When your neighbor’s property is contaminated, the environmental regulators may want access to your property to investigate whether the contamination has affected your property. You may have business reasons not to want to allow that access. If you in fact stand in the government’s way — recalling that you have not caused the contamination, you are not a “polluter,” and no one knows yet whether the contamination is on your property — what happens to you? Oddly, the courts have decided very few cases on the point, and most address access to records not to the property itself. But in the last days of 2021, the federal district court in White Plains, New York decided such a case under the federal Superfund statute. Cannistra Realty, LLC v. Environmental Protection Agency, No. 19-cv-3558 (CS) (S.D.N.Y. Dec. 27, 2021).
Landlord owned a property that it leased to a car dealership. The property adjoined a site contaminated with radiation in the last century. EPA wanted access to the dealership to test the buildings and soils for radiation. The landlord resisted for fear that the testing would disrupt the dealership’s business and induce the tenant to break a lucrative lease. Interestingly, the landlord apparently did not tell the dealership of EPA’s request for a year. EPA ultimately issued an administrative order for access to the landlord under section 104(e)(5) of the Comprehensive Environmental Response, Compensation and Liability Act, 42 U.S.C. § 9604(e)(5), to allow the placement of radiation canisters in the building and sampling of soils, presumably through the pavement in the parking lot. Landlord refused access except in terms unacceptable to the EPA for 83 days after the order, and filed a lawsuit challenging the validity of the order. The parties ultimately agreed at that point, and EPA did the work.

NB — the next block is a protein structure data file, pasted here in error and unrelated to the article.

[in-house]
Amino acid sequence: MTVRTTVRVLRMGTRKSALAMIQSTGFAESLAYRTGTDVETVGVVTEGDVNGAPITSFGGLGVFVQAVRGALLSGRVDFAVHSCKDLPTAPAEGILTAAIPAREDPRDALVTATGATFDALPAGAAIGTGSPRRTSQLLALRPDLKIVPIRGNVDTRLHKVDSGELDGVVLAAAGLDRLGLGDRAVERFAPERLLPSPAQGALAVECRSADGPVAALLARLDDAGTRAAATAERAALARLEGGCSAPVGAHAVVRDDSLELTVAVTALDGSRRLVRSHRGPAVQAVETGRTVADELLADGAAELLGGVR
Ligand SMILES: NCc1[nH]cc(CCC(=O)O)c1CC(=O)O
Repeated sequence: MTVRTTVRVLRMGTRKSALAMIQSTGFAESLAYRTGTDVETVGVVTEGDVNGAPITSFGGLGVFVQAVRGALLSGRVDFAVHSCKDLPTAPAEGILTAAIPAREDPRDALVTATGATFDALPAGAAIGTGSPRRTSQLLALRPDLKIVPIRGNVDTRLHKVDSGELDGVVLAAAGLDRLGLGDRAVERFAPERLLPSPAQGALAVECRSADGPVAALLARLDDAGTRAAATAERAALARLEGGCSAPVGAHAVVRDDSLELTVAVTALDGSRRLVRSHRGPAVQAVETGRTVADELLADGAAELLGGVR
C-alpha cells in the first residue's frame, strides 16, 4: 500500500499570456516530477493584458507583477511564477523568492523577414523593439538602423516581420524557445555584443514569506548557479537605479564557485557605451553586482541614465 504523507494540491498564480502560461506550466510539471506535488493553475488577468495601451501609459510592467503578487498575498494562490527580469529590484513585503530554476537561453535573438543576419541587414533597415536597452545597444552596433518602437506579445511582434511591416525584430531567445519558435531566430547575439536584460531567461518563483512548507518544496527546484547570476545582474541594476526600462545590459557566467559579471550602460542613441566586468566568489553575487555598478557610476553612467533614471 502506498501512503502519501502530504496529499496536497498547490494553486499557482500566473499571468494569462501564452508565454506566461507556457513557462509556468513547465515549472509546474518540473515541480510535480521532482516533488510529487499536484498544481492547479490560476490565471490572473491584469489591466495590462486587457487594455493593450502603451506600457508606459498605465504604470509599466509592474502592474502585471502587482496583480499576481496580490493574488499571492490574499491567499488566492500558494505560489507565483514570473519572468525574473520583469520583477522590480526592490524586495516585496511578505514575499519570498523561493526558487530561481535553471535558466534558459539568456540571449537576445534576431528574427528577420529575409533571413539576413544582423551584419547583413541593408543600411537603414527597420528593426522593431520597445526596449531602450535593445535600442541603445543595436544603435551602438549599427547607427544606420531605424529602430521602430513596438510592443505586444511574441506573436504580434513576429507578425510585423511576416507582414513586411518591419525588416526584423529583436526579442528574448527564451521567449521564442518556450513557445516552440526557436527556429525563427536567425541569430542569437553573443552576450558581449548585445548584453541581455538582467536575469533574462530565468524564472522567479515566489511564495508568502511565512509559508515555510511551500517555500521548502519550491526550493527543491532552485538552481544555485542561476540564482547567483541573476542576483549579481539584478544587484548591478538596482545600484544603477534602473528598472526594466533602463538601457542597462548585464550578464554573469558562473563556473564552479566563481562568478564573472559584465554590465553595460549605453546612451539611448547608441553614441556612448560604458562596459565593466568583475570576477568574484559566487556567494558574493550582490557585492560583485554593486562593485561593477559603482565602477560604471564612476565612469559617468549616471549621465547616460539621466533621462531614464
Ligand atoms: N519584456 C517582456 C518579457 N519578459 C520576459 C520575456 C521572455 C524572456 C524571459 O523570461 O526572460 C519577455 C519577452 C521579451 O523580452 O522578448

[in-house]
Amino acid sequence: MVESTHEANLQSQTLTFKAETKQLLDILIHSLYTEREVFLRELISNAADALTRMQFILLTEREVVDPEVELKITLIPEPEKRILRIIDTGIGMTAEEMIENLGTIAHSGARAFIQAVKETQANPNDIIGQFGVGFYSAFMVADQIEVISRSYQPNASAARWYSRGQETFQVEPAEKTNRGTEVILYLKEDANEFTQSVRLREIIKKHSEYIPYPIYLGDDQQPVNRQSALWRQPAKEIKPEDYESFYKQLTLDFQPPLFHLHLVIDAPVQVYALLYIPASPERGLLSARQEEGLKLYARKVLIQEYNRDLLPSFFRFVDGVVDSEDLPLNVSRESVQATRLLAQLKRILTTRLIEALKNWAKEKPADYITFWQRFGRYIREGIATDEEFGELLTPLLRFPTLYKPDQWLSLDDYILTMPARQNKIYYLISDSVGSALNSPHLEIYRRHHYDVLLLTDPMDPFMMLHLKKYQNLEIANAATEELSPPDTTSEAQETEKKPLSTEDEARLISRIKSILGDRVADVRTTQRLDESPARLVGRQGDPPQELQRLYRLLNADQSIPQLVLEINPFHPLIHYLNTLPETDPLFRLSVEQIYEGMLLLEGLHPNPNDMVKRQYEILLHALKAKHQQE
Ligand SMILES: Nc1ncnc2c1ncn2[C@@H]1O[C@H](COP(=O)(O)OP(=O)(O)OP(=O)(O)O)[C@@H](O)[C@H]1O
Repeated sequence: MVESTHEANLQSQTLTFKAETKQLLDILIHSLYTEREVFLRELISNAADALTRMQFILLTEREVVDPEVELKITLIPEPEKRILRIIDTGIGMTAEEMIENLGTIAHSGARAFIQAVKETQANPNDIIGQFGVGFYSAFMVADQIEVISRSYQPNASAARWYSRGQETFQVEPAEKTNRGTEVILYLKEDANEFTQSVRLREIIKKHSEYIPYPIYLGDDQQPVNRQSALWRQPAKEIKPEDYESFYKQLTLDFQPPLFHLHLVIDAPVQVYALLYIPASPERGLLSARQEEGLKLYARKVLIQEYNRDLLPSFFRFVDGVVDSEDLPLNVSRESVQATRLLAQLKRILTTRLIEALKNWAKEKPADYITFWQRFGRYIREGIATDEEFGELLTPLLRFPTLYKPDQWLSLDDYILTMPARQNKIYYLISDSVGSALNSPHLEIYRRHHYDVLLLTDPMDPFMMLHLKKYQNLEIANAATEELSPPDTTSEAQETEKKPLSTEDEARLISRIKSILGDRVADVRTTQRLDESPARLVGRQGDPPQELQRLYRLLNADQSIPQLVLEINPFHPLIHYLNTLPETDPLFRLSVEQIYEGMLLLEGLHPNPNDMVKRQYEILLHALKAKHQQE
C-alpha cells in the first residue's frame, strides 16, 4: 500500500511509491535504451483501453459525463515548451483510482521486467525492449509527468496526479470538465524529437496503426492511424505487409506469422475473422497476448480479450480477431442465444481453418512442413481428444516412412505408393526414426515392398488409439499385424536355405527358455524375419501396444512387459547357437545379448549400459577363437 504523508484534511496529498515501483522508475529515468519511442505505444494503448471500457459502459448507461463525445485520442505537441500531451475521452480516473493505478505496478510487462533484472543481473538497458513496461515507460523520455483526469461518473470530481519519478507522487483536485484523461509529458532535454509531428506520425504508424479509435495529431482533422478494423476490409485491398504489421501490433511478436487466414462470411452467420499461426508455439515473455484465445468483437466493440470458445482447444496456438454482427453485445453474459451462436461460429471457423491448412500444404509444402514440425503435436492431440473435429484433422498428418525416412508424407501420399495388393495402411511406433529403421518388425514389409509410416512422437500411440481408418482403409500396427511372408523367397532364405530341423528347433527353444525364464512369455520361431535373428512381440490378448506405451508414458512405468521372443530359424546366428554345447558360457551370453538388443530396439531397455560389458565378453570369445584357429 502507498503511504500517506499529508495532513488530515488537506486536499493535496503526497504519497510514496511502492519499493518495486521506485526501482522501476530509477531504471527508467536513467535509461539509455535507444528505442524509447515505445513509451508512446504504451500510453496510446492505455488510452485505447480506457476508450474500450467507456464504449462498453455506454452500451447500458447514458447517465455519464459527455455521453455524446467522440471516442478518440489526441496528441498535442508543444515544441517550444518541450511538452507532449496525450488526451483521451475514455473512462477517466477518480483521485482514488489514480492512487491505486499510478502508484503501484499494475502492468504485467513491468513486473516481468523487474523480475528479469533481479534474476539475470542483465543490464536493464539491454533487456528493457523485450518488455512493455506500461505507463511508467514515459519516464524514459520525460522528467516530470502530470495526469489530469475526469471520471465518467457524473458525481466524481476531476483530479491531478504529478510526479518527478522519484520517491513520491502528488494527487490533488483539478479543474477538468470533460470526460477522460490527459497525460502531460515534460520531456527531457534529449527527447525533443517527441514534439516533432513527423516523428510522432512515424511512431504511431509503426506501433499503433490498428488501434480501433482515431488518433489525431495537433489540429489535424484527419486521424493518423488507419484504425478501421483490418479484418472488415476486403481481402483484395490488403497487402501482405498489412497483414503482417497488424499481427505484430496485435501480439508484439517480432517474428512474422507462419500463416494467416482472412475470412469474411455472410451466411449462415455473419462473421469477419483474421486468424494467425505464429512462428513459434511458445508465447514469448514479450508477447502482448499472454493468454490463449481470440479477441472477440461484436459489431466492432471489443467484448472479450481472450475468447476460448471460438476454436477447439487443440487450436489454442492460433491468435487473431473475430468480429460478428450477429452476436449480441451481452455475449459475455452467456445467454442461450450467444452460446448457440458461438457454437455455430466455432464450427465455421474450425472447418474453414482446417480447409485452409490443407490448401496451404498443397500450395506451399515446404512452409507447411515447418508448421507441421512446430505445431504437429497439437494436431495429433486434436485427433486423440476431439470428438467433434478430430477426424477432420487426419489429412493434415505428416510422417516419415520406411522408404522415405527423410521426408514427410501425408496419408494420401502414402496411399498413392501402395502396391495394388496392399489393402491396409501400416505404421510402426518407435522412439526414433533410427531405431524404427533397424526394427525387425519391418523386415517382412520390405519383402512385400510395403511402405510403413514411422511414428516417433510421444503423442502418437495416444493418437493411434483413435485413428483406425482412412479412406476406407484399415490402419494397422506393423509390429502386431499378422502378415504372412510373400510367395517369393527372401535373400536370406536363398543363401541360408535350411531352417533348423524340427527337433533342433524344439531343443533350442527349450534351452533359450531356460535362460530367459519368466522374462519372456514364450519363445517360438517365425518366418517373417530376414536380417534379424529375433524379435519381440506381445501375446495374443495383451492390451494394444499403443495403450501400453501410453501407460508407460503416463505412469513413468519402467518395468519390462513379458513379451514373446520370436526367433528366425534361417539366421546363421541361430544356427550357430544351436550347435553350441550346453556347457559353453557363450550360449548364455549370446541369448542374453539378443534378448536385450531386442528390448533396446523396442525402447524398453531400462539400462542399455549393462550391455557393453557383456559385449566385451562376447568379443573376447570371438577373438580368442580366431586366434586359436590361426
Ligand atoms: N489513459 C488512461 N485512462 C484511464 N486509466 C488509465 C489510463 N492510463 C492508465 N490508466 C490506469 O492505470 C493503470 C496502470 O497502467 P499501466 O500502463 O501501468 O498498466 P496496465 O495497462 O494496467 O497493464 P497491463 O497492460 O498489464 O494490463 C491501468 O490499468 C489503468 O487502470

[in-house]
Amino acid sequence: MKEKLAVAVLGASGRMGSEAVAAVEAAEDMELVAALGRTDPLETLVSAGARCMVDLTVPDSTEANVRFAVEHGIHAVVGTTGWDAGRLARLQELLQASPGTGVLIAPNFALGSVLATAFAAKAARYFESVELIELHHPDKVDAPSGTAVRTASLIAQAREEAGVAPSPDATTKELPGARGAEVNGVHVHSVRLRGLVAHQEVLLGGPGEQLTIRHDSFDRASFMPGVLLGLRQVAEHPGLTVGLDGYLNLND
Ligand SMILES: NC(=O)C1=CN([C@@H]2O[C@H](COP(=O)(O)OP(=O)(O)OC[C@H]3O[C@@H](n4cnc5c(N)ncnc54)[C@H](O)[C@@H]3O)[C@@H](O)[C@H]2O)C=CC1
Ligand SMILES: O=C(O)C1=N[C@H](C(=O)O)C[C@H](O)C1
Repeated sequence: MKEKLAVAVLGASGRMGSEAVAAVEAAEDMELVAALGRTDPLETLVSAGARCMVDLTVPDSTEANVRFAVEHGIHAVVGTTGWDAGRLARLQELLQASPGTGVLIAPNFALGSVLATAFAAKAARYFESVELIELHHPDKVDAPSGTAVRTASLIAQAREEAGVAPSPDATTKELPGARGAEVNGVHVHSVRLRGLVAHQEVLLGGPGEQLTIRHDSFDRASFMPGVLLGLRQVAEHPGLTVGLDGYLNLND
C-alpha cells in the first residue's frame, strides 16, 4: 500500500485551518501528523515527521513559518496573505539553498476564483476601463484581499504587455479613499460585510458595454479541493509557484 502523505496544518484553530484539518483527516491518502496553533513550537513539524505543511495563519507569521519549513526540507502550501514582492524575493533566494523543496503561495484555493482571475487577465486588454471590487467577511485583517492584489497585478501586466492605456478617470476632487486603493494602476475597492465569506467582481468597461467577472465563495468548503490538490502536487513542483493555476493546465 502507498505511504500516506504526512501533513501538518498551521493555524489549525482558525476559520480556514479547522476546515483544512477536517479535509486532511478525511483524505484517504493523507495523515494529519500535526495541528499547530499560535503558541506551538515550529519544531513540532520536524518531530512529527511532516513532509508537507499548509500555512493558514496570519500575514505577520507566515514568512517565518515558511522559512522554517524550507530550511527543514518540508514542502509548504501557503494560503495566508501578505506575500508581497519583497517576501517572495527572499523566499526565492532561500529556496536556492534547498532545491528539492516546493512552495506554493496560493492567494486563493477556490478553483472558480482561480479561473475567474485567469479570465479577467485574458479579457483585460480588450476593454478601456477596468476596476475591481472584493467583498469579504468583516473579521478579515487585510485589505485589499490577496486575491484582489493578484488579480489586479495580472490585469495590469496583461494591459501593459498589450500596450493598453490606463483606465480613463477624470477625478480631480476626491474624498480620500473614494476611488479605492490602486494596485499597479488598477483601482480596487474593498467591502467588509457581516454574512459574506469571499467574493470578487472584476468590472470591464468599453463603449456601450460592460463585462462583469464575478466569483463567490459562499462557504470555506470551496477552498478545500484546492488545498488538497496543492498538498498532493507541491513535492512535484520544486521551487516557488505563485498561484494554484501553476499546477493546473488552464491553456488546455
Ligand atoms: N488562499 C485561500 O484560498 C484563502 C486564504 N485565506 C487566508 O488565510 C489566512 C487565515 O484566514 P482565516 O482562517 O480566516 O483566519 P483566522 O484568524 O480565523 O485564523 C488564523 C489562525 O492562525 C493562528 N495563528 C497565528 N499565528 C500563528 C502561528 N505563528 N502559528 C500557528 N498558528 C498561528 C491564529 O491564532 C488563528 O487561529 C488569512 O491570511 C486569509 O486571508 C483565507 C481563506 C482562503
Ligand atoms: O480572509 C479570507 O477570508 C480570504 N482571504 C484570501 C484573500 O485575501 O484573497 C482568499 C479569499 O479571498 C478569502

Landlord then sought summary judgment that the order had not been valid, a motion that failed. EPA brought a cross-motion for summary judgment for a civil penalty.
The statute permits a civil penalty adjusted for inflation of up to $59,017 per day. EPA sought a penalty in the range of $2000 to $3000 per day for the 83 days. Landlord claimed that no penalty ought to be due because its insistence on terms like night work and insurance coverage was not unreasonable.
The court held that failure to comply when compliance was possible was not of itself unreasonable, but the landlord here had taken an unreasonable position. Applying a series of considerations, the court determined that a “heavy” penalty would be appropriate, even though the landlord was not the polluter. However, the court came out at a penalty of $750 per day, or $62,250.
EPA wanted to test to be sure that employees and customers of the dealership were not exposed to radiation. The court was not sympathetic to business rationales to avoid learning whether the property posed a risk. In general, intentionally not knowing can be a challenging position to defend. On the other hand, the sanction was hardly draconian. Pick the message you want to take away.